You’ve created your own customised workout routine, and stuck to it for some time now. It’s a routine that you’re comfortable with, and one that you’re used to. Of course, this isn’t a bad thing — in order to see results, you will definitely have to train consistently, as well as adapt your routine every few weeks in order to facilitate progress. However, relying on the calendar can mean that you end up missing telltale signs that your training program may not be as effective as you thought. So, what are the signs of a bad training program?
1. You feel bored
Although boredom may sound like a trivial thing to be concerned with, the truth is that enjoying your training program can be a significant determining factor in how well you fare under it. Being motivated to push yourself and complete those last few sets is what will make the difference in seeing the results you desire, so if thinking about working out makes you feel weary, maybe it’s time to switch it up.
2. Your Heart Rate (HR) is low
When working out, aim to keep your HR at 60–80% of your maximum heart rate for any High Intensity Interval Training (HIIT) or cardio routine in order to ensure that it stays challenging. If you find that your HR doesn’t climb as high as it used to, adapt your routine accordingly. Decreasing rest periods and keeping training sessions denser usually does the trick, but it shouldn’t be to a point where you feel like heaving your guts up all over the floor on a regular basis!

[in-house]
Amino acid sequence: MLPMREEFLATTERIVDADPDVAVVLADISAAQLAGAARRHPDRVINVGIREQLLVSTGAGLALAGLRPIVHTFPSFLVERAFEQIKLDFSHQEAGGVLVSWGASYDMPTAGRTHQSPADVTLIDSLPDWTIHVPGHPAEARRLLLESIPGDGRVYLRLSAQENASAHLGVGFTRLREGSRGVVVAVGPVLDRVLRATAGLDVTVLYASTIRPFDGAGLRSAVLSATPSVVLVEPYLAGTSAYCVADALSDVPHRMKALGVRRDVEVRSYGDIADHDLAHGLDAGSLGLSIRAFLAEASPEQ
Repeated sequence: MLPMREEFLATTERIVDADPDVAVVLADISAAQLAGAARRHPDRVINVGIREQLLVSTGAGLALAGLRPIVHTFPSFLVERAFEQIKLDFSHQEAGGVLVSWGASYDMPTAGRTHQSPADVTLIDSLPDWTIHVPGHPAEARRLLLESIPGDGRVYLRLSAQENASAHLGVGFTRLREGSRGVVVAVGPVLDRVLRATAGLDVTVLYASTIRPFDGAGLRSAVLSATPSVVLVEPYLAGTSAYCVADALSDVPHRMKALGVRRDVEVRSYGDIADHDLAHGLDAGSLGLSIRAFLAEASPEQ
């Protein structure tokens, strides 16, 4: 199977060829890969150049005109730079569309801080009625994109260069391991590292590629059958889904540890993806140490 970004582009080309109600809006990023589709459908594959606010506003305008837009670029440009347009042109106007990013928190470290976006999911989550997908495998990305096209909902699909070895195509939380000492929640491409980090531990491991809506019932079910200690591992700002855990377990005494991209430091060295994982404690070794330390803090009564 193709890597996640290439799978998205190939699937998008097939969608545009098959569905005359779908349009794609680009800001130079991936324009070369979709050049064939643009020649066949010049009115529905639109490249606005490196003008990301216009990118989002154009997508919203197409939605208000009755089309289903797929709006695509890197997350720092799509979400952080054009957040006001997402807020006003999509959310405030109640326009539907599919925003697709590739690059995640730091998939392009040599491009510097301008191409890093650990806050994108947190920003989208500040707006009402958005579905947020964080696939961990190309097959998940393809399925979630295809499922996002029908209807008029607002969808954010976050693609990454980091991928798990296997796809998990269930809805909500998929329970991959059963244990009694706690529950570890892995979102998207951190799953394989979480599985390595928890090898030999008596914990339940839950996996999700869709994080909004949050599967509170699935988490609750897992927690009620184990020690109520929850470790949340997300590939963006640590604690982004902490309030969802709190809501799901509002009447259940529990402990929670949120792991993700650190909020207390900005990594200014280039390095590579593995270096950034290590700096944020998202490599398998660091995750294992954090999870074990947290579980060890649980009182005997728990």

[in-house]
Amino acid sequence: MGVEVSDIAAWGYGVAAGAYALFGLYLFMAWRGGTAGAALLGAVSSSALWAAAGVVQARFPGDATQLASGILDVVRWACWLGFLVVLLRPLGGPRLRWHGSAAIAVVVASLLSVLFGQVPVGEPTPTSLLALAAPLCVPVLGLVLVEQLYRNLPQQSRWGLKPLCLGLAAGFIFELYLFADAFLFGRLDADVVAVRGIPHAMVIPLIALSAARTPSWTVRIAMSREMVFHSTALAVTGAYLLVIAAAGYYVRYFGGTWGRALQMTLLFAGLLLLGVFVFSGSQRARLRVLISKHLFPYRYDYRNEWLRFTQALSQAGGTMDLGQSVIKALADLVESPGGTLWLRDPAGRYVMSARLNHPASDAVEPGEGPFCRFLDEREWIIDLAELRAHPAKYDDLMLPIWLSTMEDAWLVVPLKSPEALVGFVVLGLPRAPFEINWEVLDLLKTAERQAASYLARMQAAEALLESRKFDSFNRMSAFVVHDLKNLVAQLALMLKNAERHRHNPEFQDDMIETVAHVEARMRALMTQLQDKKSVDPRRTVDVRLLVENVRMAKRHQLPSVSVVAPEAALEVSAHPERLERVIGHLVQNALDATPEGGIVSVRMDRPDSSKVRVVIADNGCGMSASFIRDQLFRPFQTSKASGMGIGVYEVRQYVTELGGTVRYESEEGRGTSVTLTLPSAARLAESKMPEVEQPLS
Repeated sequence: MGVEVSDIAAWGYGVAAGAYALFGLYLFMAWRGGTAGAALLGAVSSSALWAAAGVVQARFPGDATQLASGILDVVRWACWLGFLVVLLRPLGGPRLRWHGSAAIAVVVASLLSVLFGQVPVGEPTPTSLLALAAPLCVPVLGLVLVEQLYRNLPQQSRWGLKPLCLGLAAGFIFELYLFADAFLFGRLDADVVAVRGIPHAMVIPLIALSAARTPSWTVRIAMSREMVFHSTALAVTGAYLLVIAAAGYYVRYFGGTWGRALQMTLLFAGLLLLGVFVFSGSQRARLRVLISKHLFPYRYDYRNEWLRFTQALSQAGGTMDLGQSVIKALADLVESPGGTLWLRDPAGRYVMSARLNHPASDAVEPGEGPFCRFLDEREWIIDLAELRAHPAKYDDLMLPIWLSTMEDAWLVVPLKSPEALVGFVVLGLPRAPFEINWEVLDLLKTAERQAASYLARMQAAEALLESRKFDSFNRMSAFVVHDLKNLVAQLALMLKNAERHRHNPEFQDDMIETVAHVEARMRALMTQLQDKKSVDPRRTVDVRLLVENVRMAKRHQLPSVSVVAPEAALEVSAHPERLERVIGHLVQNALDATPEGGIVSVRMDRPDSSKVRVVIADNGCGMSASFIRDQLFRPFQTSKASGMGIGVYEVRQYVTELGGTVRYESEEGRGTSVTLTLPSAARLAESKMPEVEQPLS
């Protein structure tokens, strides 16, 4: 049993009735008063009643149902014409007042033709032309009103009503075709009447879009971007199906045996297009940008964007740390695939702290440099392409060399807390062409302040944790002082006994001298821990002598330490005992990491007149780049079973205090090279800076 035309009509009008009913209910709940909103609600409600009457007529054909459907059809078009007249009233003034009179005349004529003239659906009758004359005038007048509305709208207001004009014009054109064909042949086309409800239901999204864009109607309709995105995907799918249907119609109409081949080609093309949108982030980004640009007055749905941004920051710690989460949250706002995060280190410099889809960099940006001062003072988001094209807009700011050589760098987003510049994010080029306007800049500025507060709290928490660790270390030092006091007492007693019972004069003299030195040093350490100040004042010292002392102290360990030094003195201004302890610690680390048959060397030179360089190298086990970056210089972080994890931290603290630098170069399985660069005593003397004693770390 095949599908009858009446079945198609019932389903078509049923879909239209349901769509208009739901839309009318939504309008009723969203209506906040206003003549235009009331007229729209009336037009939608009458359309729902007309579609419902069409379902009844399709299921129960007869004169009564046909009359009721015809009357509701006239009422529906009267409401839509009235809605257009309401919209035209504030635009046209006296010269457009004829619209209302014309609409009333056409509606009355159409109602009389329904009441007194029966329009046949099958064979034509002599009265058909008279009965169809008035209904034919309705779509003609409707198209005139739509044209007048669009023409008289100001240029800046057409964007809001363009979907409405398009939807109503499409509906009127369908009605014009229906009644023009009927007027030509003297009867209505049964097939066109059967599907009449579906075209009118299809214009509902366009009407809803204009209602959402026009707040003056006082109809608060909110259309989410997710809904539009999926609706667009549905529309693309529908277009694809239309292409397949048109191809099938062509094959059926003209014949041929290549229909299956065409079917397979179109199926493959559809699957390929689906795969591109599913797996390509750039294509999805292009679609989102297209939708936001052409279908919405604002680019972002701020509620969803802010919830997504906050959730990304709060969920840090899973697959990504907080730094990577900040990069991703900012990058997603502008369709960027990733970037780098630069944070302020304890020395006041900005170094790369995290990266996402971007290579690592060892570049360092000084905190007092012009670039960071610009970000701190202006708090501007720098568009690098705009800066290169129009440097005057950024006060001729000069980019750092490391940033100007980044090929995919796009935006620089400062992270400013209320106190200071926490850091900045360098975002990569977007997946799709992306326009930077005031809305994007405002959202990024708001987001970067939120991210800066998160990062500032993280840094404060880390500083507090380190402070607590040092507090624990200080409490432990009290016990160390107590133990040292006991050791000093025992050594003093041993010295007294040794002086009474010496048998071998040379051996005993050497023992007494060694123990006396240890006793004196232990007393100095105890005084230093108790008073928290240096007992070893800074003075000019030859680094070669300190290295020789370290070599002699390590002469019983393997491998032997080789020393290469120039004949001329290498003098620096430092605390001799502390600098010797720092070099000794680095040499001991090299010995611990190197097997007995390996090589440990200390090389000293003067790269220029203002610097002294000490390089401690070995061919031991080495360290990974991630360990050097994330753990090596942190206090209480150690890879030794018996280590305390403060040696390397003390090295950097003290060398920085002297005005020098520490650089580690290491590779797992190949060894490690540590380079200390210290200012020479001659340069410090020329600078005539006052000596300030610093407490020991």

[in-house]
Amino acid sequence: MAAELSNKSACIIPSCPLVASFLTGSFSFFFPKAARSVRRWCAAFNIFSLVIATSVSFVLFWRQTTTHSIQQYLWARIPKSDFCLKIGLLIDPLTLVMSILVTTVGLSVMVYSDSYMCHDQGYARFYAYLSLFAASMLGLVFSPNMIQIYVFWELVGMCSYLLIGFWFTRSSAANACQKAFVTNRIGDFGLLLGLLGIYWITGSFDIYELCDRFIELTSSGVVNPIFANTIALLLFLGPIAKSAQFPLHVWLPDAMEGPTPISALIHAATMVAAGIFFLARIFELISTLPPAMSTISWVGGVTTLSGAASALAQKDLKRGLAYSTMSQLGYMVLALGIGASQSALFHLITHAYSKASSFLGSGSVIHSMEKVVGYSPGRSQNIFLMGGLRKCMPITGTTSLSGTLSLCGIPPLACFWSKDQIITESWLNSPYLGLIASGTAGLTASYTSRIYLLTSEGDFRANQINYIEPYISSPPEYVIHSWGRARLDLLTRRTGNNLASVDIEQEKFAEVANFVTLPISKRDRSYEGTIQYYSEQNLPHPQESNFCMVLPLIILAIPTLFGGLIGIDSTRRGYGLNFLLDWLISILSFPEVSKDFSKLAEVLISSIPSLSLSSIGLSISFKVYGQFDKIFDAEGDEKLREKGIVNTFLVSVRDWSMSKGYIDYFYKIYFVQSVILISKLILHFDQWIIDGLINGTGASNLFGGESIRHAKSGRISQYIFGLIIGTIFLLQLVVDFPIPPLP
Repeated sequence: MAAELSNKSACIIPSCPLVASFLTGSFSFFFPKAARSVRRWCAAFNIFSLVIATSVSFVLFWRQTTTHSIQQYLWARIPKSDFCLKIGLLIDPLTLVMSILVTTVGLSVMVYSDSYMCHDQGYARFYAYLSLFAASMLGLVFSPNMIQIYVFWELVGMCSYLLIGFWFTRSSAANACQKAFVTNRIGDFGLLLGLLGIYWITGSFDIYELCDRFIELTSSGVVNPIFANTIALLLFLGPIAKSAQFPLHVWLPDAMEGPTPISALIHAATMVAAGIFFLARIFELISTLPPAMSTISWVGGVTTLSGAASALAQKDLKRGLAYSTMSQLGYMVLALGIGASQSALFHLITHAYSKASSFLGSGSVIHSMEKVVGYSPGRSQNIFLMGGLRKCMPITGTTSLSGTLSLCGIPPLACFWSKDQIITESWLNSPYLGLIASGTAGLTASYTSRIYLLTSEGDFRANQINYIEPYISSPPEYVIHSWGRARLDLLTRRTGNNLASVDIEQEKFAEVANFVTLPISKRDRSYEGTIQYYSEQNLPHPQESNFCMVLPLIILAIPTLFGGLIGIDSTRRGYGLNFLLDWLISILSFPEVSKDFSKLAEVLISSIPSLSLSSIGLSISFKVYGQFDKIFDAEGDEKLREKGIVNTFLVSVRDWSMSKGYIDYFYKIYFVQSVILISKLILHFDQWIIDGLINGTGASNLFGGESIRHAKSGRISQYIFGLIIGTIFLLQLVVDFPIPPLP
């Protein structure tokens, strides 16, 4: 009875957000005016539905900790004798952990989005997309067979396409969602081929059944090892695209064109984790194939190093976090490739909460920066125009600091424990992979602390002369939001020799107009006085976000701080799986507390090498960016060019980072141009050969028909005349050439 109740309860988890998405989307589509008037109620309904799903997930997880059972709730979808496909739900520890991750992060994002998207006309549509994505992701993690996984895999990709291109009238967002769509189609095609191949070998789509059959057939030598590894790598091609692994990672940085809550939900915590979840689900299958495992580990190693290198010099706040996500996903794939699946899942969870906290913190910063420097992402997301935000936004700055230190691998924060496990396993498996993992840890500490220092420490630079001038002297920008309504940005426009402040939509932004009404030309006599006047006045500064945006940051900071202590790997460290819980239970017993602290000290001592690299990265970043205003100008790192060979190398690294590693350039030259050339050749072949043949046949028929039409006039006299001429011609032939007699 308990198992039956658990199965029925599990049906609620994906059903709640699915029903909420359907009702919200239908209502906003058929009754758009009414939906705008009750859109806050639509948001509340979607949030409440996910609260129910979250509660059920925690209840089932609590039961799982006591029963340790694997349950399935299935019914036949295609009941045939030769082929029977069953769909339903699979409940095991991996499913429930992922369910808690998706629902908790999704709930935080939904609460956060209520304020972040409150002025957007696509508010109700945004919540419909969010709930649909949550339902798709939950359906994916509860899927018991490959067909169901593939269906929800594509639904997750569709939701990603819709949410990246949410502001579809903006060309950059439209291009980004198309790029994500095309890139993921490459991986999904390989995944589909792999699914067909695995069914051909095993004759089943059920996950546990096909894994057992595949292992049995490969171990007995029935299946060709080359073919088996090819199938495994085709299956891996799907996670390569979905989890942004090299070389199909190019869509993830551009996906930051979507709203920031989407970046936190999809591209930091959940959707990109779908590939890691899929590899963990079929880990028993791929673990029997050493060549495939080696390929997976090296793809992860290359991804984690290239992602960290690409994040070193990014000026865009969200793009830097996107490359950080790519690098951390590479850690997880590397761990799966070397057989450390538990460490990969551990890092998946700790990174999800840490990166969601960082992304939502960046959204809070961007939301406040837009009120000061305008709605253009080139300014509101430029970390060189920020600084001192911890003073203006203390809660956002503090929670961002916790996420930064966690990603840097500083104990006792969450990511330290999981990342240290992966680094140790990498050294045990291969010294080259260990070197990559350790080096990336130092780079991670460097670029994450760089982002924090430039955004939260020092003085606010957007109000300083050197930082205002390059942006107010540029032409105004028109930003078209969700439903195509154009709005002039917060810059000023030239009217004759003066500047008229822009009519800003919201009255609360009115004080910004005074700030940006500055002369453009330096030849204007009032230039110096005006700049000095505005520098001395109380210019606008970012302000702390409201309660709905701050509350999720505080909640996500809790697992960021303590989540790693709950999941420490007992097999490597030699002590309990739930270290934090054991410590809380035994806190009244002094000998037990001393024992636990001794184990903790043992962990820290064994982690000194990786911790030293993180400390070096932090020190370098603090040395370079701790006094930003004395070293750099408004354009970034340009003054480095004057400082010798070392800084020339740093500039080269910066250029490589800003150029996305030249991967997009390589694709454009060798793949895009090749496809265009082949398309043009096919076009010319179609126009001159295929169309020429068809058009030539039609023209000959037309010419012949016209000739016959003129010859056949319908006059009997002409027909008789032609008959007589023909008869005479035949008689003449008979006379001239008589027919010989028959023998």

3. You don’t feel as hungry after
After a gruelling session at the gym, damaged muscle fibres need to be repaired and replaced in order for there to be subsequent growth. Our bodies signal this by making us feel hungry, so that we’ll consume enough calories and nutrients to kick-start the process. If you find that your voracious post-workout appetite has waned over time, then try adding more weight or performing more sets to keep your progress on track.
4. There’s no progress
When it comes to sports science, this is as basic a consideration as it gets. Yet, it is still a factor that is often overlooked in cookie-cutter programmes. Whatever training regimen you’re on, be it for strength or endurance, progress must be accounted for. If your programme has you doing the same thing for weeks on end without somehow upping the ante, you can be sure that you’ll plateau in no time. You’re not supposed to be doing more just for the sake of doing more, but you are supposed to be pushing your limits.
While adapting your workout over a set duration certainly isn’t incorrect, it’s more important to listen to what your body tells you. Whether the cues are mental or physical, make the appropriate changes so that you don’t find yourself stuck in a rut or worse, finding out that your time could have been spent more productively.